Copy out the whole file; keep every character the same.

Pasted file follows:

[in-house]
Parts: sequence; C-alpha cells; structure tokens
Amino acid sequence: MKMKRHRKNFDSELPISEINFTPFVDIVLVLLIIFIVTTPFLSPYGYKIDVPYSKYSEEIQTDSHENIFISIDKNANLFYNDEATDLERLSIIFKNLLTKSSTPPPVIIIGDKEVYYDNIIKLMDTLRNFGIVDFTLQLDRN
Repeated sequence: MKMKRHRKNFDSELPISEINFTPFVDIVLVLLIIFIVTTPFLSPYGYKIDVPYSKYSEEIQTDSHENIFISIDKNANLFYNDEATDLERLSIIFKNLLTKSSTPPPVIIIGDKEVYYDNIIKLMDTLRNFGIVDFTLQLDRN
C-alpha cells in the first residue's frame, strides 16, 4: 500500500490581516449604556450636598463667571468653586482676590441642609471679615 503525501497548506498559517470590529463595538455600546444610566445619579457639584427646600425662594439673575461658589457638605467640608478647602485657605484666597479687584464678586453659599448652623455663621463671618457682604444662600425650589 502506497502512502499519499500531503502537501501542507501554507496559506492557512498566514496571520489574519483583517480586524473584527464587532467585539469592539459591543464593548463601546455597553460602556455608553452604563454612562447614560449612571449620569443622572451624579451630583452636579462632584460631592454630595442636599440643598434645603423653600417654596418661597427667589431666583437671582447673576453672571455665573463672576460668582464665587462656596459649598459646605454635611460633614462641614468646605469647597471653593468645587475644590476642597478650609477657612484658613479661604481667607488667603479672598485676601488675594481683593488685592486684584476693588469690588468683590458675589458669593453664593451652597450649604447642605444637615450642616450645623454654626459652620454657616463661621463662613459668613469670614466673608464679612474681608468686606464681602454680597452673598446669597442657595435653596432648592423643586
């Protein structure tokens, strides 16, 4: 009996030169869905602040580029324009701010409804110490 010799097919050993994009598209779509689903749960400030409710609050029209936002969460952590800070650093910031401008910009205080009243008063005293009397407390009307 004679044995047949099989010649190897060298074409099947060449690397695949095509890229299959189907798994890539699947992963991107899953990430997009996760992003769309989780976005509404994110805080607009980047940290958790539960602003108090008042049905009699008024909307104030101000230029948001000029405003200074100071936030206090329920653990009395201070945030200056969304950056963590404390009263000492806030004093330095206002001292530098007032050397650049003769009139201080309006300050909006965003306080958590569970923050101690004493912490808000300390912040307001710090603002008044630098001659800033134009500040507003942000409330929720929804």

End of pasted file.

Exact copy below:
[in-house]
Parts: sequence; C-alpha cells; structure tokens
Amino acid sequence: MKMKRHRKNFDSELPISEINFTPFVDIVLVLLIIFIVTTPFLSPYGYKIDVPYSKYSEEIQTDSHENIFISIDKNANLFYNDEATDLERLSIIFKNLLTKSSTPPPVIIIGDKEVYYDNIIKLMDTLRNFGIVDFTLQLDRN
Repeated sequence: MKMKRHRKNFDSELPISEINFTPFVDIVLVLLIIFIVTTPFLSPYGYKIDVPYSKYSEEIQTDSHENIFISIDKNANLFYNDEATDLERLSIIFKNLLTKSSTPPPVIIIGDKEVYYDNIIKLMDTLRNFGIVDFTLQLDRN
C-alpha cells in the first residue's frame, strides 16, 4: 500500500490581516449604556450636598463667571468653586482676590441642609471679615 503525501497548506498559517470590529463595538455600546444610566445619579457639584427646600425662594439673575461658589457638605467640608478647602485657605484666597479687584464678586453659599448652623455663621463671618457682604444662600425650589 502506497502512502499519499500531503502537501501542507501554507496559506492557512498566514496571520489574519483583517480586524473584527464587532467585539469592539459591543464593548463601546455597553460602556455608553452604563454612562447614560449612571449620569443622572451624579451630583452636579462632584460631592454630595442636599440643598434645603423653600417654596418661597427667589431666583437671582447673576453672571455665573463672576460668582464665587462656596459649598459646605454635611460633614462641614468646605469647597471653593468645587475644590476642597478650609477657612484658613479661604481667607488667603479672598485676601488675594481683593488685592486684584476693588469690588468683590458675589458669593453664593451652597450649604447642605444637615450642616450645623454654626459652620454657616463661621463662613459668613469670614466673608464679612474681608468686606464681602454680597452673598446669597442657595435653596432648592423643586
């Protein structure tokens, strides 16, 4: 009996030169869905602040580029324009701010409804110490 010799097919050993994009598209779509689903749960400030409710609050029209936002969460952590800070650093910031401008910009205080009243008063005293009397407390009307 004679044995047949099989010649190897060298074409099947060449690397695949095509890229299959189907798994890539699947992963991107899953990430997009996760992003769309989780976005509404994110805080607009980047940290958790539960602003108090008042049905009699008024909307104030101000230029948001000029405003200074100071936030206090329920653990009395201070945030200056969304950056963590404390009263000492806030004093330095206002001292530098007032050397650049003769009139201080309006300050909006965003306080958590569970923050101690004493912490808000300390912040307001710090603002008044630098001659800033134009500040507003942000409330929720929804």